June is winding down. Before we know it the Fourth of July holiday will be upon us, and that means fireworks. Lots and lots of fireworks. It’s a tradition, after all.
But it isn’t a tradition everyone embraces.
Those with dogs, for instance, often complain about the noise and the impact it can have on their pooches who – depending on individual temperament – may bark, become nervous or aggressive, hide, or any combination of the above.
No one wants to upset anyone’s pup, but it isn’t just dogs who can have a hard time with fireworks, their noise, and the flashing lights.
Those who have served in the Armed Services, and live with various levels of post-traumatic stress disorder (PTSD) sometimes also have a hard time with fireworks.
But it isn’t the big community wide displays that bother these folks as much.
Dogs may still have a hard time with those, but people who know what to expect and when to expect it can generally cope with the noise and flashing lights of a fireworks display. If they know they are going to have problems despite expecting what is to come, they can take steps to remove themselves from areas with community displays.
No, the real problem, especially for those who might have combat related traumatic experiences, is with the unplanned and unscheduled pops and bangs of impromptu displays, especially in the days leading up to and following the holiday itself.
Those who dislike fireworks can prepare for the holiday itself. But preparing for these smaller, spontaneous displays surrounding the holiday can be problematic.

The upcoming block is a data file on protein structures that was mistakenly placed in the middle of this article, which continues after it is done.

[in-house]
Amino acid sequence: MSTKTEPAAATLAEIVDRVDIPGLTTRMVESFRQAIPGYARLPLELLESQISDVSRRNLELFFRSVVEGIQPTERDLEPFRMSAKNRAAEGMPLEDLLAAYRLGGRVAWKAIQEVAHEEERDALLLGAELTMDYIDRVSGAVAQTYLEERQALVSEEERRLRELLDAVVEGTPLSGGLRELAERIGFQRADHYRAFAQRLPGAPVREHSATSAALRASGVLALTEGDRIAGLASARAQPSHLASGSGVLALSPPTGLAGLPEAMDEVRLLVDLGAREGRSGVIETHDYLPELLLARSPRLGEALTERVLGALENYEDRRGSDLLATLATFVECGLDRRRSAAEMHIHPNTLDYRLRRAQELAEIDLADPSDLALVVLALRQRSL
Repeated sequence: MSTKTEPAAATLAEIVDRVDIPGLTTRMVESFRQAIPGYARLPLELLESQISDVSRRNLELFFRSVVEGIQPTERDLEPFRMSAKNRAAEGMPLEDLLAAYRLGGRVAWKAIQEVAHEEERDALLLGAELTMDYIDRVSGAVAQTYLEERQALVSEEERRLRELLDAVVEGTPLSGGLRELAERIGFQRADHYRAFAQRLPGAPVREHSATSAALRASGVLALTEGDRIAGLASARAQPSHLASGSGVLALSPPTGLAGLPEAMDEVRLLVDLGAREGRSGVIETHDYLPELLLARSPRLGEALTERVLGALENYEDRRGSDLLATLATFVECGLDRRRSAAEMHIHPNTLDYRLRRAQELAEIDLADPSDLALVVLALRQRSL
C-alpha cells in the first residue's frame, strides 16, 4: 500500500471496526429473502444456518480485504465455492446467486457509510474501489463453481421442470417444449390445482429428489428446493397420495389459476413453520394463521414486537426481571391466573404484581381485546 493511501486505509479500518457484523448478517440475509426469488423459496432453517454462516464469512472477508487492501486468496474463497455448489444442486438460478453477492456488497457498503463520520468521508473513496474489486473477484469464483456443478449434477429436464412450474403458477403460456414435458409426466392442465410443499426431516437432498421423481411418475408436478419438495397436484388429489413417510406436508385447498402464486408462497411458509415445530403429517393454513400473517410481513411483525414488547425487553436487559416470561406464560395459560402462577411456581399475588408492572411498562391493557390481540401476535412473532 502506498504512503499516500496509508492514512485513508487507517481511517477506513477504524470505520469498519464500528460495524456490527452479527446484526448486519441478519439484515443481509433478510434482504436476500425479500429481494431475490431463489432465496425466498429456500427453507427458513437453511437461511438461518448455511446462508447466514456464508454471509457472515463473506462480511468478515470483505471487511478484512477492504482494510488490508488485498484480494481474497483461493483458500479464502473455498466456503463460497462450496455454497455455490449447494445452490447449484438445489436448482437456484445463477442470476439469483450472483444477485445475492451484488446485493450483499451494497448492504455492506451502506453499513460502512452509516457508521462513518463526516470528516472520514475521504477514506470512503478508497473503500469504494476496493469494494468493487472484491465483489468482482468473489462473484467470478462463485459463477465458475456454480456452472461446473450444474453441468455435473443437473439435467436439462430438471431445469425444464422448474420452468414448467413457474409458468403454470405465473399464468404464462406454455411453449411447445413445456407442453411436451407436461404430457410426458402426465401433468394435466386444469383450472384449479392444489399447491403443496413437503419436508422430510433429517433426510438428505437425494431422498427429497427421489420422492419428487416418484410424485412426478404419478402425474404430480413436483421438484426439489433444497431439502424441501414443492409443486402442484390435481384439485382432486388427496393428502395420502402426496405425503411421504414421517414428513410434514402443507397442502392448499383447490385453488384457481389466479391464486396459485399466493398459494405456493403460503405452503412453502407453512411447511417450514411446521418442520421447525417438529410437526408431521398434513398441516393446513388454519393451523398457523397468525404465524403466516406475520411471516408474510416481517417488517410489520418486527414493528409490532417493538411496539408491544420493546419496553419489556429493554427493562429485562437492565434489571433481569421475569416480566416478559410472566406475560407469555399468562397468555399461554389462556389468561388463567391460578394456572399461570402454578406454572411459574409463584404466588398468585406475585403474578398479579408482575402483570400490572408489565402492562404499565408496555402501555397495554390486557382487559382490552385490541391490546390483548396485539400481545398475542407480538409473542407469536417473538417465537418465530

No one wants to upset our veterans – especially around a holiday that celebrates the very freedoms they’ve fought to help safeguard and guarantee. But we also want to allow our kids to have fun and enjoy the traditions and experiences of the holiday. Sometimes that means letting them set off fireworks.
So how do we reconcile these two, apparently conflicting, scenarios?
One way is to be a good neighbor, and ask those living near you if they are okay with you letting off fireworks. If they specifically tell you they will be traumatized by fireworks displays, you might consider taking your fireworks elsewhere. Perhaps a cookout at a friends or relatives house who lives further from other people is a better location for fireworks.
Another option is to ask if there is a good time to let the fireworks off, and to adhere to that schedule.
Even if your neighbor doesn’t have a period of time when they are planning to be away from their home over the holiday, talking with them and letting them know to expect fireworks between certain hours on certain days can allow them to mentally prepare for impending noises and flashes in the same way they can with public fireworks displays.
If you are a veteran, don’t be afraid or ashamed to let neighbors know that the commotion of fireworks can be hard for you to deal with. An honest and open dialogue beforehand can help stop a misunderstanding before it occurs and has a chance to escalate.
In fact, the Veteran’s Administration advises veterans to “avoid avoidance,” and instead to confront their triggers in a safe manner. Neighbors can actually help with this by having that communication with veterans in their neighborhood and allowing them to know when to expect noise or even inviting them to be a part of their event.
If you know a veteran and you suspect they are experiencing a PTSD triggered episode you can help keep them grounded by being an anchor to remind them these are the noises of a celebration, not a combat zone. You can also offer them ice packs, cold drinks, or bottled water they can splash in their face. The VA says actions like this, that lower the body temperature, can also help keep veterans grounded.
And if a veteran tells you that it’s all too much for them, and they aren’t ready to accommodate or work through the issue immediately, respect that. They are the ones who made sacrifices to guarantee the freedoms we celebrate, after all. If we can’t make a small sacrifice for them if they ask, do we even deserve to celebrate the day?